Cognitive ability and the extended cognition thesis

Synthese 175 (1):133 - 151 (2010)
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Abstract

This paper explores the ramifications of the extended cognition thesis in the philosophy of mind for contemporary epistemology. In particular, it argues that all theories of knowledge need to accommodate the ability intuition that knowledge involves cognitive ability, but that once this requirement is understood correctly there is no reason why one could not have a conception of cognitive ability that was consistent with the extended cognition thesis. There is thus, surprisingly, a straightforward way of developing our current thinking about knowledge such that it incorporates the extended cognition thesis

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2010-03-13

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Duncan Pritchard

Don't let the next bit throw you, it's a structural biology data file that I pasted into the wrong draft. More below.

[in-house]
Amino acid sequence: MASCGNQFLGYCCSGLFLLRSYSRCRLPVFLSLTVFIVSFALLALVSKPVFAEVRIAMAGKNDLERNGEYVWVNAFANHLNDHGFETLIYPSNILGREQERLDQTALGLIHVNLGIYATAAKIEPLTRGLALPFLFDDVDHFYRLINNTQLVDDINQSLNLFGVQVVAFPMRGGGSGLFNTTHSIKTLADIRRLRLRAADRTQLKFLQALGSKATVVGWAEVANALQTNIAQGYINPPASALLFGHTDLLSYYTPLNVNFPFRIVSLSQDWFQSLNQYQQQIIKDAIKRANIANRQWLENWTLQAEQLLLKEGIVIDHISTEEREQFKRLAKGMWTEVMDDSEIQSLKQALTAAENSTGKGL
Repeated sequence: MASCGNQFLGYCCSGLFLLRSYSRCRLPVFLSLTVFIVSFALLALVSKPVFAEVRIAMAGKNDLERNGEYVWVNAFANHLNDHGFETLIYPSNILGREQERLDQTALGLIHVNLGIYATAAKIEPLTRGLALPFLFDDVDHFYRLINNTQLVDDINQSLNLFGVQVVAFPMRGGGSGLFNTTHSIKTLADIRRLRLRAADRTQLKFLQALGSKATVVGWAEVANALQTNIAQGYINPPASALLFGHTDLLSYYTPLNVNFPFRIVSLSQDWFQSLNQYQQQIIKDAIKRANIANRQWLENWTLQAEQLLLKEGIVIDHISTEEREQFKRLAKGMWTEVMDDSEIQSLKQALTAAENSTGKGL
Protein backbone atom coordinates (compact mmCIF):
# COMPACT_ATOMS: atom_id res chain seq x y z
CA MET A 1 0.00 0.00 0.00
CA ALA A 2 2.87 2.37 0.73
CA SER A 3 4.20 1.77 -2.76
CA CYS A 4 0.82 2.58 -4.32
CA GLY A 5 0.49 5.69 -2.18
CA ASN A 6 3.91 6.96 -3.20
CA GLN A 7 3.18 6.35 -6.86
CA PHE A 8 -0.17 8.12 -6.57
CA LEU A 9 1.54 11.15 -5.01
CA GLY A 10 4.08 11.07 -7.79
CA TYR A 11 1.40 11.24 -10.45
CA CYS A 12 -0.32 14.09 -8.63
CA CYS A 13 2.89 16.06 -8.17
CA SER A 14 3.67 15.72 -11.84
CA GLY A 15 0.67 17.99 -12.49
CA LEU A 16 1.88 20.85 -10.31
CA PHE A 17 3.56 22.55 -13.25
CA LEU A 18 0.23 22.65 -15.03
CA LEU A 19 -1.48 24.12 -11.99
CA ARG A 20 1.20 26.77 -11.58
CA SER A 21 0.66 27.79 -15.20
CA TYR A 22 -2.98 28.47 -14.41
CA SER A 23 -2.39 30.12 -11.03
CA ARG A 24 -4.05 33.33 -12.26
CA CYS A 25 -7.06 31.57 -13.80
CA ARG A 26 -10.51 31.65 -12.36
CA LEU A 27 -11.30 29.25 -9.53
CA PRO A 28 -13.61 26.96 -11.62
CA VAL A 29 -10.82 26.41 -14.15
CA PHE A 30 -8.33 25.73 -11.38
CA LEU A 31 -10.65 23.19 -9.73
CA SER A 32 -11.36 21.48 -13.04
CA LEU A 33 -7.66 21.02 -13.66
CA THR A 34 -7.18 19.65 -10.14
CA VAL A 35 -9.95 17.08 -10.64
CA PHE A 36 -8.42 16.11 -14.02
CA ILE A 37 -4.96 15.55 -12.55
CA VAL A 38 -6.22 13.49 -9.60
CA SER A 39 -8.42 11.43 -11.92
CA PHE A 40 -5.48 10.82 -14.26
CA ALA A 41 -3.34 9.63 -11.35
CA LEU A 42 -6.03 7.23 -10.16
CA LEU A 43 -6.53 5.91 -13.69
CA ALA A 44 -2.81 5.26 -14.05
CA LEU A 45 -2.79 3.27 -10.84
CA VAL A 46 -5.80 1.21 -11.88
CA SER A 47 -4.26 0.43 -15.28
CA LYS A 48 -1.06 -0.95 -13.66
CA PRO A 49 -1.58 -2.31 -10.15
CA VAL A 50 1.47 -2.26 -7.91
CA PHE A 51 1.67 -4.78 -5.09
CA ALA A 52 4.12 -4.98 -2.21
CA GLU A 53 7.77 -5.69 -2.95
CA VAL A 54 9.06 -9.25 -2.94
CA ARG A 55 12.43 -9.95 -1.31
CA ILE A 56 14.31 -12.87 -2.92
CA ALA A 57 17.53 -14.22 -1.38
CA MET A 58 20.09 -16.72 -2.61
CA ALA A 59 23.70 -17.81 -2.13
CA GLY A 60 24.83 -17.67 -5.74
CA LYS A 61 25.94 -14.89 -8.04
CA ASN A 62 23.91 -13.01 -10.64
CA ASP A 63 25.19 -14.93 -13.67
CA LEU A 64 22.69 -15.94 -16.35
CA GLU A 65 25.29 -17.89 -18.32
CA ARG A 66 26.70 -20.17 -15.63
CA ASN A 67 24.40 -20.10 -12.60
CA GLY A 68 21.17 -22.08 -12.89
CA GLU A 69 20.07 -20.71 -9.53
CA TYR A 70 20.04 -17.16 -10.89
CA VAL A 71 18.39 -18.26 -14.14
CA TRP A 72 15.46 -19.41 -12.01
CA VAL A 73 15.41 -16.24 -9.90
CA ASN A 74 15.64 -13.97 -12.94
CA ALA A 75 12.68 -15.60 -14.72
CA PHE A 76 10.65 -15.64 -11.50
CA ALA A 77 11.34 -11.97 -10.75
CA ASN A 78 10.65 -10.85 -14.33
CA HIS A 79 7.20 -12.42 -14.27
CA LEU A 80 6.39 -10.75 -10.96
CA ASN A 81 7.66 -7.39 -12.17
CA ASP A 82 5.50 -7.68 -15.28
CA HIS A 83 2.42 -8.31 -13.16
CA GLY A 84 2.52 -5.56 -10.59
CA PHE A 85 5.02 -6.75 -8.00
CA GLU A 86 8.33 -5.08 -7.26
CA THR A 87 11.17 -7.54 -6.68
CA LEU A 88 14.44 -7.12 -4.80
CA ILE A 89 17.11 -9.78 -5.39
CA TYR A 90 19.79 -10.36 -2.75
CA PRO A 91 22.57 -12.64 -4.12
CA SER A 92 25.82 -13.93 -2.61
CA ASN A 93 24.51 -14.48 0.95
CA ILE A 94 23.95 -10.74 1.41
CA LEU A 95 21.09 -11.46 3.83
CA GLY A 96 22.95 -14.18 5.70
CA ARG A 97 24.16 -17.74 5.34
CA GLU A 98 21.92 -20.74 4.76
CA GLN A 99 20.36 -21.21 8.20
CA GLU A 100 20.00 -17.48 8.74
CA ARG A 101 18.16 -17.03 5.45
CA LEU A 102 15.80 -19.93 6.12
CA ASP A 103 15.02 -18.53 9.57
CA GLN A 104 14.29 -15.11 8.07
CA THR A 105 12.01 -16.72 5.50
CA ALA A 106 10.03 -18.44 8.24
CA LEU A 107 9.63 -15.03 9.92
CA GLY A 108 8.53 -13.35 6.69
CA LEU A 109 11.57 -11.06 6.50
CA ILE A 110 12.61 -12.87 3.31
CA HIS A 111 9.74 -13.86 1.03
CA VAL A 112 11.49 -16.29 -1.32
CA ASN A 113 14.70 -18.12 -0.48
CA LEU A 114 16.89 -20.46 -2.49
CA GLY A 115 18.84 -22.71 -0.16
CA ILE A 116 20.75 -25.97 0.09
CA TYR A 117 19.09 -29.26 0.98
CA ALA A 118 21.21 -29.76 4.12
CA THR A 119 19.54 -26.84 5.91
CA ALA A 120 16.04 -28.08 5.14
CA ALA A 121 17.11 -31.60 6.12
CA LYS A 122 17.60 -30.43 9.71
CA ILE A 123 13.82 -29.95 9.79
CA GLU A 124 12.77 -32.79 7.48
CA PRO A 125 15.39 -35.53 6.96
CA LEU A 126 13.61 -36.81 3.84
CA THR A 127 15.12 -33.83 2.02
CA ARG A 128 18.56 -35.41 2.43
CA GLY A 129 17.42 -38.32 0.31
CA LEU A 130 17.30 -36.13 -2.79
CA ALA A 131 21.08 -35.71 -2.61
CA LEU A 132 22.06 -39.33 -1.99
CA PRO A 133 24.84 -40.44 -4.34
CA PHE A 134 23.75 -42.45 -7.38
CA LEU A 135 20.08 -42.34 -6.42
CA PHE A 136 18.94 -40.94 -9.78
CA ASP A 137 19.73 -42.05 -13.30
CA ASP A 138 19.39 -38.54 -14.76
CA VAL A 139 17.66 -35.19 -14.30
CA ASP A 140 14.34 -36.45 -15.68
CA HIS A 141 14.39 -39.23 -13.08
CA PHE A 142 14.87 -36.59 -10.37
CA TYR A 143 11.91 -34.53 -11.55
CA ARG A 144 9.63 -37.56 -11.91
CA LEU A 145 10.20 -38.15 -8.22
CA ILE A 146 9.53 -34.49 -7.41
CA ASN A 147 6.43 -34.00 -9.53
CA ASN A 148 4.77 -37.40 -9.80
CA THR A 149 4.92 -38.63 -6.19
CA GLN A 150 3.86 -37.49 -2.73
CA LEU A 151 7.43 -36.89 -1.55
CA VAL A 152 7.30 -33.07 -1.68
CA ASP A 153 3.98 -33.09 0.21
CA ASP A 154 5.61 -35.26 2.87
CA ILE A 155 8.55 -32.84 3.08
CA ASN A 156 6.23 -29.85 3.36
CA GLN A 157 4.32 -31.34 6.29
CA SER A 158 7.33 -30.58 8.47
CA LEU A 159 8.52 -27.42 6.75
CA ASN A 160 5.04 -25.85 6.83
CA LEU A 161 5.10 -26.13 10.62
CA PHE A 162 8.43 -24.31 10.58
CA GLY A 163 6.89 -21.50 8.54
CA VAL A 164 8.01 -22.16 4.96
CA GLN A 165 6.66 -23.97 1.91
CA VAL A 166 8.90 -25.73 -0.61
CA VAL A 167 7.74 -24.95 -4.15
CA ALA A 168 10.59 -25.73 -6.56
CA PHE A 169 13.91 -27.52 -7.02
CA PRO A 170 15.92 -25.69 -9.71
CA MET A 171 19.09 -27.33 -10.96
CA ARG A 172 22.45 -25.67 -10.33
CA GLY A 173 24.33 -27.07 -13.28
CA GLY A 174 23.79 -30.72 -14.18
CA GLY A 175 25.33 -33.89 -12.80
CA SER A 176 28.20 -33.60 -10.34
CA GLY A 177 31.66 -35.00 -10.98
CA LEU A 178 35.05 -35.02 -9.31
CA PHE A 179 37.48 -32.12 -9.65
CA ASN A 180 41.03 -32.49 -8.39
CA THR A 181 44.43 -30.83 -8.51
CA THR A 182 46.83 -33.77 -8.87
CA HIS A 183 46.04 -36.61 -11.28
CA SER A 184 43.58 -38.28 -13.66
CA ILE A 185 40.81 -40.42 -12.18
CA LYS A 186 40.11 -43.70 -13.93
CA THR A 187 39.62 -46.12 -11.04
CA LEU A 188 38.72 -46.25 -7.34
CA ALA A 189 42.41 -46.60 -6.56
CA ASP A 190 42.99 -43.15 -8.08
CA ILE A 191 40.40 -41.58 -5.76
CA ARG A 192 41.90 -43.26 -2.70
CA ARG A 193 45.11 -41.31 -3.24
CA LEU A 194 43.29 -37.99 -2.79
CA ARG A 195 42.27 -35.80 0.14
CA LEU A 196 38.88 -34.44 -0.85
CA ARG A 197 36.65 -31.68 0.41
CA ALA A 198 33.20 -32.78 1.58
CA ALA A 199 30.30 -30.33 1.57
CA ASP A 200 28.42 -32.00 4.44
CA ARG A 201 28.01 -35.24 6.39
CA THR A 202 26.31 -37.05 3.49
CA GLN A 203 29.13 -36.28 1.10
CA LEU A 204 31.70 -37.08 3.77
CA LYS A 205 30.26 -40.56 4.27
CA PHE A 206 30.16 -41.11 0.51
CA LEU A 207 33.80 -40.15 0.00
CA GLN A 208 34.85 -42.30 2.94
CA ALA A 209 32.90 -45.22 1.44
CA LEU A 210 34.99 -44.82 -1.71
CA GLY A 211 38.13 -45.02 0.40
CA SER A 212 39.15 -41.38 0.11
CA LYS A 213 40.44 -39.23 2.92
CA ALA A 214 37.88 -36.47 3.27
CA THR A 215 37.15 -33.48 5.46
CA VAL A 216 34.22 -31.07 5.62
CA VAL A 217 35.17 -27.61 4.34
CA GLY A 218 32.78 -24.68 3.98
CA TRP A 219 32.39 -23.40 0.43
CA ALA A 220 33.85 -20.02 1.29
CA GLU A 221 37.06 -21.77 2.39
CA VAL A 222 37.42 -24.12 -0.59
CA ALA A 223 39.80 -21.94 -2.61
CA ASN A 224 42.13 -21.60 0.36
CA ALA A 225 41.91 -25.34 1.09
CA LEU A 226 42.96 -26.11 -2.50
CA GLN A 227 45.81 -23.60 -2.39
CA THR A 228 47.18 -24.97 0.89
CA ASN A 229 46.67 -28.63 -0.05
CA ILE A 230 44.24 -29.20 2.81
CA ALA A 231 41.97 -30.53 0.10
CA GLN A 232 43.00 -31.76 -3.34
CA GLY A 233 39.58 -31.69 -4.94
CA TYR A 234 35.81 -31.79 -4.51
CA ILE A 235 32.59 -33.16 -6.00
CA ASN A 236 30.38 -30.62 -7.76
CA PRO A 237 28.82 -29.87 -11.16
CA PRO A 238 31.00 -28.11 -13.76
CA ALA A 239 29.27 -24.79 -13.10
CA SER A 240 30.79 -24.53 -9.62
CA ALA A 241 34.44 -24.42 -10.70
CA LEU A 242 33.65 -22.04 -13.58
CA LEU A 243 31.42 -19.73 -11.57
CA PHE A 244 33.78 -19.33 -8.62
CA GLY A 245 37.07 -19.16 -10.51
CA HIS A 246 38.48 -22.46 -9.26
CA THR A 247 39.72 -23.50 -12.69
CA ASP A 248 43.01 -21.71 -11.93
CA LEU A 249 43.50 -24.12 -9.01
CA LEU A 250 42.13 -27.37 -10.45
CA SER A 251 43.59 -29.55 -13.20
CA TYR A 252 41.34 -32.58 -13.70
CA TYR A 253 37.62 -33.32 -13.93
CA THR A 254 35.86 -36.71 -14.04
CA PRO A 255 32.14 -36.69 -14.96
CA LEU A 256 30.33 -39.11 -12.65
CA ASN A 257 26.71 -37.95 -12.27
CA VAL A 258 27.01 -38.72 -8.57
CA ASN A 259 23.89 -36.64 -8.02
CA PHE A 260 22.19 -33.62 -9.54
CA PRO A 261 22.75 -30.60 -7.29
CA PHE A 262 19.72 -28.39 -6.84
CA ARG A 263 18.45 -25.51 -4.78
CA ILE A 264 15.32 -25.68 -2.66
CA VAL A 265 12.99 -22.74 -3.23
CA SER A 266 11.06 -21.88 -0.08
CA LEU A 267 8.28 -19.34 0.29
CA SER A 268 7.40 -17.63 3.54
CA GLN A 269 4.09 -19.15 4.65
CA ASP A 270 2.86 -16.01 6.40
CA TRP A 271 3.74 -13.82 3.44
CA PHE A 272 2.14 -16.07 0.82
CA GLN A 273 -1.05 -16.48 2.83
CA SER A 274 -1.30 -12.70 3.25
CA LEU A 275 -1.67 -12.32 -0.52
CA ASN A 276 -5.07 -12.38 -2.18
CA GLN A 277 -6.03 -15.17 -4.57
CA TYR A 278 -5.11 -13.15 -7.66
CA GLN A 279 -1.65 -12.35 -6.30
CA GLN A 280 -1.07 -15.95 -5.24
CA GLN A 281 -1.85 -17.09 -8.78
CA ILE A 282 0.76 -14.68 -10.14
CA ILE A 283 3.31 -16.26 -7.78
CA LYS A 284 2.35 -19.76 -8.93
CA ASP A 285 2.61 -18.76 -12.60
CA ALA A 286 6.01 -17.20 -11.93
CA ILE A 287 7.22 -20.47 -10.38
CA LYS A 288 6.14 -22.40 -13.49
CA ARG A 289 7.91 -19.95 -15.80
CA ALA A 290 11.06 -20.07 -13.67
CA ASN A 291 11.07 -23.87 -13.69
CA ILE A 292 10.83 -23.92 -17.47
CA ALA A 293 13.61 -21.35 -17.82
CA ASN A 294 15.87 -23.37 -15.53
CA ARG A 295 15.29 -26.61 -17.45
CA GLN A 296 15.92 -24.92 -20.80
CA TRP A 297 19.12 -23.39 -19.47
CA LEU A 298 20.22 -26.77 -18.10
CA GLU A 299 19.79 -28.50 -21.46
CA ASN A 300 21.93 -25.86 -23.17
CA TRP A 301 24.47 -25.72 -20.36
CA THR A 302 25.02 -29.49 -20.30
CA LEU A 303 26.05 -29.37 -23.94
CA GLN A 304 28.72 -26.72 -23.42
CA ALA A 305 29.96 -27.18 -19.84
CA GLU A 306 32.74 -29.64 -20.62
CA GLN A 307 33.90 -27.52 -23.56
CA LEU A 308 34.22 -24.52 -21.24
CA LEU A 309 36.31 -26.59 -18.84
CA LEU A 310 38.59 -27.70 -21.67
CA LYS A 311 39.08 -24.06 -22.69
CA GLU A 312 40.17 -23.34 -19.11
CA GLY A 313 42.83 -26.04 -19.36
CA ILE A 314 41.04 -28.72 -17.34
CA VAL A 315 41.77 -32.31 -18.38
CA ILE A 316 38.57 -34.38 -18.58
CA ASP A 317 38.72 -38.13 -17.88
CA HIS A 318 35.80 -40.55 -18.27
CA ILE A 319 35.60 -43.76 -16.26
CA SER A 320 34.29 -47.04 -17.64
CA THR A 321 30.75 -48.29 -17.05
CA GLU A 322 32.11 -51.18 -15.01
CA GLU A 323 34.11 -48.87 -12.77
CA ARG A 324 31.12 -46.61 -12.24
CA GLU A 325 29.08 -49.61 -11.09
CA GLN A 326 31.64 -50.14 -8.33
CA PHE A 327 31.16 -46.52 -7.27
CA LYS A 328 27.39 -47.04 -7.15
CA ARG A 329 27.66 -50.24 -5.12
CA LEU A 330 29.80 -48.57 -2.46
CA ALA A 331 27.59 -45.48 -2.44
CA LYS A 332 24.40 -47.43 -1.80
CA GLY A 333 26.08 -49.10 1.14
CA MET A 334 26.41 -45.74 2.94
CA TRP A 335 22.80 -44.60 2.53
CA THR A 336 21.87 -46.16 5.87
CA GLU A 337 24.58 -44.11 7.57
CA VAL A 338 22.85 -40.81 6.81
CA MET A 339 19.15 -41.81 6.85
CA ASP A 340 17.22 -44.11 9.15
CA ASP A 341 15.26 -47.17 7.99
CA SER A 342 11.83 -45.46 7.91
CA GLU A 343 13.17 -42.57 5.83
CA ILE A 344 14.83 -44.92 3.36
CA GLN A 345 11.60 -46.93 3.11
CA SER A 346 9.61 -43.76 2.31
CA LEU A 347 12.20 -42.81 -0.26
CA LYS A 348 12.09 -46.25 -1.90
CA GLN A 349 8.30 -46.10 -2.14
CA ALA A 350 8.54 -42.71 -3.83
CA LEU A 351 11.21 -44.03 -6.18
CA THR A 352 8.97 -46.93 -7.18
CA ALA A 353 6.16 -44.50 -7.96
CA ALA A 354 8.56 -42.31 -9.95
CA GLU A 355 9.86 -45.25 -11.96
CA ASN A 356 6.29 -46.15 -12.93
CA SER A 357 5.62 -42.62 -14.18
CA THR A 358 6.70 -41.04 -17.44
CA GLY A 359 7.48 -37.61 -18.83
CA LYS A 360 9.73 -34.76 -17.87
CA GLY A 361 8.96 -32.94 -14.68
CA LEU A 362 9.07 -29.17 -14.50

University of California, Irvine

Citations of this work

Virtue Epistemology.John Turri, Mark Alfano & John Greco - 1999 - Stanford Encyclopedia of Philosophy:1-51.
Extended emotion.J. Adam Carter, Emma C. Gordon & S. Orestis Palermos - 2016 - Philosophical Psychology 29 (2):198-217.

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References found in this work

The extended mind.Andy Clark & David J. Chalmers - 1998 - Analysis 58 (1):7-19.
Epistemology and Cognition.Alvin Ira Goldman - 1986 - Cambridge, MA, USA: Harvard University Press.
The Bounds of Cognition.Frederick Adams & Kenneth Aizawa - 2008 - Malden, MA, USA: Wiley-Blackwell.

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